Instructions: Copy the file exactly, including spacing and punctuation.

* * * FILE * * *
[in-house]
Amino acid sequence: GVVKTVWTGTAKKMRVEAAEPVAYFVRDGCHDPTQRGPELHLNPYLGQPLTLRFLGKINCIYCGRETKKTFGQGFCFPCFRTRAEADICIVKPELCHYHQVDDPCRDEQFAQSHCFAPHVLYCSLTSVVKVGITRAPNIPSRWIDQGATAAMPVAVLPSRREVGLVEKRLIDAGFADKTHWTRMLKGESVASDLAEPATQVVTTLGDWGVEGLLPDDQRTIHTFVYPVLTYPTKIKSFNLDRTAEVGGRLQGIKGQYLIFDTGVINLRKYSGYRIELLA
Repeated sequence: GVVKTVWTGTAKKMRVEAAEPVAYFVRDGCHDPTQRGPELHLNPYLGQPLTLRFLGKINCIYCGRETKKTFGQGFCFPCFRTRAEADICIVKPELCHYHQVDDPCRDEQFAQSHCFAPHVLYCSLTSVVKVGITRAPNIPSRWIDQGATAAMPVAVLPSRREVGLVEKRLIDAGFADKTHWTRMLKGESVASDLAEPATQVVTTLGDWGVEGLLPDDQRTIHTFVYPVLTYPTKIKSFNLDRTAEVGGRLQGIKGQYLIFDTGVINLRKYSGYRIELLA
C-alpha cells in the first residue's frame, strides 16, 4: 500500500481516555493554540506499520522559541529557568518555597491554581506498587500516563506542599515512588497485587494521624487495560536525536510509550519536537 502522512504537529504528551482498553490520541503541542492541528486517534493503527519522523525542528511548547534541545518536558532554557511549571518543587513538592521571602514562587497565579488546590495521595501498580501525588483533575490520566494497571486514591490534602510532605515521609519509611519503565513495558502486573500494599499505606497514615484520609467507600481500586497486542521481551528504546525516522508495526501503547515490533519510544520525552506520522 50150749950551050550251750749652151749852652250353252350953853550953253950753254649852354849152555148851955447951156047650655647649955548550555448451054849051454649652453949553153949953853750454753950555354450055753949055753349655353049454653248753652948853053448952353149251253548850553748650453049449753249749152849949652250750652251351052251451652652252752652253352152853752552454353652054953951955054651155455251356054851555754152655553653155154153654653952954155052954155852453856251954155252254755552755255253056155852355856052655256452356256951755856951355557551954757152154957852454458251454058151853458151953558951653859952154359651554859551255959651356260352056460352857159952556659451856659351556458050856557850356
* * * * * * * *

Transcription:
[in-house]
Amino acid sequence: GVVKTVWTGTAKKMRVEAAEPVAYFVRDGCHDPTQRGPELHLNPYLGQPLTLRFLGKINCIYCGRETKKTFGQGFCFPCFRTRAEADICIVKPELCHYHQVDDPCRDEQFAQSHCFAPHVLYCSLTSVVKVGITRAPNIPSRWIDQGATAAMPVAVLPSRREVGLVEKRLIDAGFADKTHWTRMLKGESVASDLAEPATQVVTTLGDWGVEGLLPDDQRTIHTFVYPVLTYPTKIKSFNLDRTAEVGGRLQGIKGQYLIFDTGVINLRKYSGYRIELLA
Repeated sequence: GVVKTVWTGTAKKMRVEAAEPVAYFVRDGCHDPTQRGPELHLNPYLGQPLTLRFLGKINCIYCGRETKKTFGQGFCFPCFRTRAEADICIVKPELCHYHQVDDPCRDEQFAQSHCFAPHVLYCSLTSVVKVGITRAPNIPSRWIDQGATAAMPVAVLPSRREVGLVEKRLIDAGFADKTHWTRMLKGESVASDLAEPATQVVTTLGDWGVEGLLPDDQRTIHTFVYPVLTYPTKIKSFNLDRTAEVGGRLQGIKGQYLIFDTGVINLRKYSGYRIELLA
C-alpha cells in the first residue's frame, strides 16, 4: 500500500481516555493554540506499520522559541529557568518555597491554581506498587500516563506542599515512588497485587494521624487495560536525536510509550519536537 502522512504537529504528551482498553490520541503541542492541528486517534493503527519522523525542528511548547534541545518536558532554557511549571518543587513538592521571602514562587497565579488546590495521595501498580501525588483533575490520566494497571486514591490534602510532605515521609519509611519503565513495558502486573500494599499505606497514615484520609467507600481500586497486542521481551528504546525516522508495526501503547515490533519510544520525552506520522 50150749950551050550251750749652151749852652250353252350953853550953253950753254649852354849152555148851955447951156047650655647649955548550555448451054849051454649652453949553153949953853750454753950555354450055753949055753349655353049454653248753652948853053448952353149251253548850553748650453049449753249749152849949652250750652251351052251451652652252752652253352152853752552454353652054953951955054651155455251356054851555754152655553653155154153654653952954155052954155852453856251954155252254755552755255253056155852355856052655256452356256951755856951355557551954757152154957852454458251454058151853458151953558951653859952154359651554859551255959651356260352056460352857159952556659451856659351556458050856557850356